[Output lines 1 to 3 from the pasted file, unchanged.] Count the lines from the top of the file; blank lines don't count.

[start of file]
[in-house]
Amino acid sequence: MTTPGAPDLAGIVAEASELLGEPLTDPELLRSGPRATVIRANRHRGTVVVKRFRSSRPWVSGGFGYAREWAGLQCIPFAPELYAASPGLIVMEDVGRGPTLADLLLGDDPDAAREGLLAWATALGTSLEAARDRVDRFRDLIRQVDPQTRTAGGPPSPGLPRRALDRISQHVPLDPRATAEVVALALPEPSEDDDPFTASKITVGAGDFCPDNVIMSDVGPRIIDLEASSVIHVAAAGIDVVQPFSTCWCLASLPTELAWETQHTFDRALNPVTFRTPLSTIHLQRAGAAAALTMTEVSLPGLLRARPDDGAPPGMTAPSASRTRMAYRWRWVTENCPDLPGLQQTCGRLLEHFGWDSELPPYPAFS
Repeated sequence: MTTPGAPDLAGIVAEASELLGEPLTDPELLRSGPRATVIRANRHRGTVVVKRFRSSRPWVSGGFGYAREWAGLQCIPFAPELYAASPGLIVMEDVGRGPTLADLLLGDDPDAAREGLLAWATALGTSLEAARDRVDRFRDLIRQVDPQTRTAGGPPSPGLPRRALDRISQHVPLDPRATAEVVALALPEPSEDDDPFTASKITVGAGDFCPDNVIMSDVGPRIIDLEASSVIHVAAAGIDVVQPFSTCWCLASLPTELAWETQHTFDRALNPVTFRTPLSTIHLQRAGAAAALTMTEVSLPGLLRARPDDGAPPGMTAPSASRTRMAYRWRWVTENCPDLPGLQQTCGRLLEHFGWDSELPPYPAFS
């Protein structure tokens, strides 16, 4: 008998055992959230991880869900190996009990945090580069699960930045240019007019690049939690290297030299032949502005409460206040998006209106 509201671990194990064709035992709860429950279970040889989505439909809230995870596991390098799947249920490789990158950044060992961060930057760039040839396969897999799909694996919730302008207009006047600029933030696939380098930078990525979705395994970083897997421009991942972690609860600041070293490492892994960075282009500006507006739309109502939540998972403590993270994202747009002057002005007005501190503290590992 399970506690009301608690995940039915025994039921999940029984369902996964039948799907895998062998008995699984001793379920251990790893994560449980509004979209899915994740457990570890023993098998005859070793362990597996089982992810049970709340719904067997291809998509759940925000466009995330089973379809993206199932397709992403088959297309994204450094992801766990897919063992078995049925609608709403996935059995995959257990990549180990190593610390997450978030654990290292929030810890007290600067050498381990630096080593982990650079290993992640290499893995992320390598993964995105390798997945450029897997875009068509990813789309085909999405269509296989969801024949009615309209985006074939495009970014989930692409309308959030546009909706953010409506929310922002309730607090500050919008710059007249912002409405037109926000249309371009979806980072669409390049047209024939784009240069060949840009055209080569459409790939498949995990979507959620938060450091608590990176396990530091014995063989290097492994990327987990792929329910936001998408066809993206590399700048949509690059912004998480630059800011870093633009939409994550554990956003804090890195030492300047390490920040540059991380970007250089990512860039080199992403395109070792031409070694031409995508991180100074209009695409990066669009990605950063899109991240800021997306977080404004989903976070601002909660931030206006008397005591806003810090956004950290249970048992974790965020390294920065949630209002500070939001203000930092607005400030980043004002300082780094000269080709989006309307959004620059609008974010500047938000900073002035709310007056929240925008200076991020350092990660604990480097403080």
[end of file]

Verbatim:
[in-house]
Amino acid sequence: MTTPGAPDLAGIVAEASELLGEPLTDPELLRSGPRATVIRANRHRGTVVVKRFRSSRPWVSGGFGYAREWAGLQCIPFAPELYAASPGLIVMEDVGRGPTLADLLLGDDPDAAREGLLAWATALGTSLEAARDRVDRFRDLIRQVDPQTRTAGGPPSPGLPRRALDRISQHVPLDPRATAEVVALALPEPSEDDDPFTASKITVGAGDFCPDNVIMSDVGPRIIDLEASSVIHVAAAGIDVVQPFSTCWCLASLPTELAWETQHTFDRALNPVTFRTPLSTIHLQRAGAAAALTMTEVSLPGLLRARPDDGAPPGMTAPSASRTRMAYRWRWVTENCPDLPGLQQTCGRLLEHFGWDSELPPYPAFS
Repeated sequence: MTTPGAPDLAGIVAEASELLGEPLTDPELLRSGPRATVIRANRHRGTVVVKRFRSSRPWVSGGFGYAREWAGLQCIPFAPELYAASPGLIVMEDVGRGPTLADLLLGDDPDAAREGLLAWATALGTSLEAARDRVDRFRDLIRQVDPQTRTAGGPPSPGLPRRALDRISQHVPLDPRATAEVVALALPEPSEDDDPFTASKITVGAGDFCPDNVIMSDVGPRIIDLEASSVIHVAAAGIDVVQPFSTCWCLASLPTELAWETQHTFDRALNPVTFRTPLSTIHLQRAGAAAALTMTEVSLPGLLRARPDDGAPPGMTAPSASRTRMAYRWRWVTENCPDLPGLQQTCGRLLEHFGWDSELPPYPAFS